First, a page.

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No Place Like Home


A few mornings ago I got into the back of a black taxi outside Culturlann. The mood in taxis varies: sometimes there is little or no conversation, other times there are exchanges and banter between people who would be strangers if it weren’t for the fact that by living in West Belfast they have a shared experience and a strong sense of belonging.

A man opposite me leaned forward. He smelt of cigarettes and some dying drink and asked did I know where the Simon Community house was as he was looking for a friend there. He had been told it was opposite Milltown Cemetery. We were just passing Rosemary House at the top of St James’ and I said that that might be the place but that Milltown was further up and it was where I was getting out. So, we got out at Milltown and walked to the Felons Club for directions. We were told that the place he was looking for was the place that we had just passed and he said he would walk back.

We walked together for a bit and spoke. I couldn’t place his accent. He said he lived in the Valleys in Wales but that he was born in Gibson Street in the Falls and had left Belfast in 1961 when he was eleven. He had been back only one other time in forty-two years but he was proud that when another stranger in the same taxi had asked for directions to the Blackstaff he was able to direct him. He seemed euphoric about being back on the Falls Road, feasted his eyes on every corner and said he remembered playing with Gerry Adams when they were kids and before Gerry moved to Ballymurphy. He noticed that the Bee Hive was now called Caffreys and the Broadway Bar the Red Devil.

Later, I was set thinking about the place we call home. After just a fortnight’s holiday one’s street and house look as if they have undergone a subtle change. For former prisoners and those who have emigrated the changes are startling upon return after a significant absence and there is a touch of sadness to that feeling, nostalgia for the way things were.

West Belfast might sometimes appear mundane but it has a generous heart and soul and there is security in its familiarity for those of us who stayed. I see women in a pub or in the Kennedy Centre who four decades ago once were in the uniform of St Louise’s or St Rose’s. They were fresh-faced, raised their hemlines coming from school, put on lipstick and smoked behind the shops. They are now grandmothers, a bit case-hardened, but they are the same laughing girls whose berets we stole and who cried to have them back. I have, without even a nod, passed men on the road, bald or grey-haired, with whom I played in St Teresa’s schoolyard, and beside whom in West Belfast together we have lived parallel lives, never sharing those fading memories, but comforted still that our background is one of familiar faces and places.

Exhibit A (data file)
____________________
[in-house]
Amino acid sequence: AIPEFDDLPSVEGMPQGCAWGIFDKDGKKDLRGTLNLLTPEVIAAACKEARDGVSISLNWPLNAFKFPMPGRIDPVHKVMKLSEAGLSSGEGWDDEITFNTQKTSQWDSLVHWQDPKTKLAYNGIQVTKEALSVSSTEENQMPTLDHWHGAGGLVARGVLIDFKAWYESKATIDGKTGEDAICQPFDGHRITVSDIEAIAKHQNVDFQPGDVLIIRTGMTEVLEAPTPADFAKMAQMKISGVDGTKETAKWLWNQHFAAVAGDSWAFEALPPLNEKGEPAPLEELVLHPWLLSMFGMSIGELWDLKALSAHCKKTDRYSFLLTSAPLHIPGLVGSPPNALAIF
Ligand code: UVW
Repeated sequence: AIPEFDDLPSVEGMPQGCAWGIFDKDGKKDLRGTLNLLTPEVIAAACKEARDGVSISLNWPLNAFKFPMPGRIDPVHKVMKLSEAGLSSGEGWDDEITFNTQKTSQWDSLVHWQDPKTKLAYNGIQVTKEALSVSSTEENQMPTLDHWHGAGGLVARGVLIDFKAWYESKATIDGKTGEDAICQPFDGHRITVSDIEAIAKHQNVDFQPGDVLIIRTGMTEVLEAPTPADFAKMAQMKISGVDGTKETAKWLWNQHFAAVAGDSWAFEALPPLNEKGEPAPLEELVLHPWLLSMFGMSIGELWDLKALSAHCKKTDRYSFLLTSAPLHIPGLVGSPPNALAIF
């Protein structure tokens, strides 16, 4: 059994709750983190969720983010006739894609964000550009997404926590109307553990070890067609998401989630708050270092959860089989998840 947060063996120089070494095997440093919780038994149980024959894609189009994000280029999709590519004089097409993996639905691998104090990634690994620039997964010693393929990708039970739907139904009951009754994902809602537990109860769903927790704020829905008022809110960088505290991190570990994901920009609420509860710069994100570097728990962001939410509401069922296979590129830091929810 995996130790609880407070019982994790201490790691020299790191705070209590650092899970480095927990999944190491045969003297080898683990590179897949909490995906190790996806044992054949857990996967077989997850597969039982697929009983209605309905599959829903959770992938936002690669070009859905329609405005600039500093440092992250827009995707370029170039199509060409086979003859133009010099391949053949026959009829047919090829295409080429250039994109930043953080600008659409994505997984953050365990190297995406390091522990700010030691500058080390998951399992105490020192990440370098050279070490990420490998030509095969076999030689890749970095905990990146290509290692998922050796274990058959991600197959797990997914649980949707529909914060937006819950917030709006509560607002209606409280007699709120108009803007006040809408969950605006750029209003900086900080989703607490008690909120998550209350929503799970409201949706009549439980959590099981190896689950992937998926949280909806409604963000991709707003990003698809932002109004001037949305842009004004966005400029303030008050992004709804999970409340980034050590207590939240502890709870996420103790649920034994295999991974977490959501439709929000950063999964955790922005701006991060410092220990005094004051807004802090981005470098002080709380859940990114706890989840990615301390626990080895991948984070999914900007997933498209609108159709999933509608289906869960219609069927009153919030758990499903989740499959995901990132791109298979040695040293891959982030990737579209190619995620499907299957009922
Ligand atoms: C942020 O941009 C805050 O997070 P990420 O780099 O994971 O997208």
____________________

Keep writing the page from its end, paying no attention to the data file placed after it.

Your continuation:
But what of those who left, either out of economic necessity or for quest or adventure? The place they settled became their second ‘home’. They established a profession, made new friends, and had families in a country and city of their own choosing. Yet in their second home they live on unsure ground and are often plagued with a sense of dislocation. The second home always has a temporary feel to it and yet the family home and place, which they left and which grew old in their absence, changed in their absence and does not involve them in its intimacies.

One of my favourite novels about estrangement and belonging is ‘Knulp’ by Hermann Hesse, set in the early 1900s. Knulp left home in his teens after a girl, Franziska, broke his heart. He became a tramp and wandered the villages of southern Germany. Now in his forties and terminally ill he wants to see his native Gerbersau before he dies.

“The homecomer savoured the light and air, the sounds and smells of his native town, and the exciting, appeasing feeling of being at home: the crush of peasants and townspeople at the cattle market… the familiar street names, each one shrouded in a dense and restless swarm of memories. With his whole being the wanderer drank in the enchantment of home, of recognition, of memory, of comradeship with every street corner and every curbstone.”

But, in his late father’s garden “the old currant bushes… were gone, they had not been eternal and indestructible, someone had dug them up and made a fire; wood and roots and withered leaves had burned all together, and no one had mourned for them… The neighbour’s lilac tree had grown old; it was withered and covered in moss. The latticework garden house was a ruin. And whatever they built in its place could never be as beautiful and pleasant and right as it had been… From the new church steeple, which changed the face of the city, a new bell rang loud.”

Worse still, Knulp learns that Franzisca is dead and he realised that he had come back solely on her account.

Last month my father’s sister Margaret, who left here in the mid-fifties when she was 17, and her husband Ronnie (they live in the USA) visited Belfast for the first time in thirty-five years. She was born in Springview Street – which is now gone – but her old school, St Catherine’s still looks the same. Her eyes lit up when we visited Dunville Park. She showed us the spot at the crumbling Victorian fountain where she fell in, aged four, and cut her knee. The Falls was home and it seemed only yesterday.

“Our past is a pile of broken pieces,” wrote Edgar Reitz, the director of the German film cycle, ‘Heimat’ (which imperfectly translates as ‘home’ or ‘homeland’), one of the milestones in the history of television.

“When we remember, we take those little mosaic pieces and build a new life with them. When we write down our memories or make a film about them, we snatch a bit of life away from death and put it on a level where it can exist longer. In that there is a kind of love.”

True. But, in the end, there is no place like home.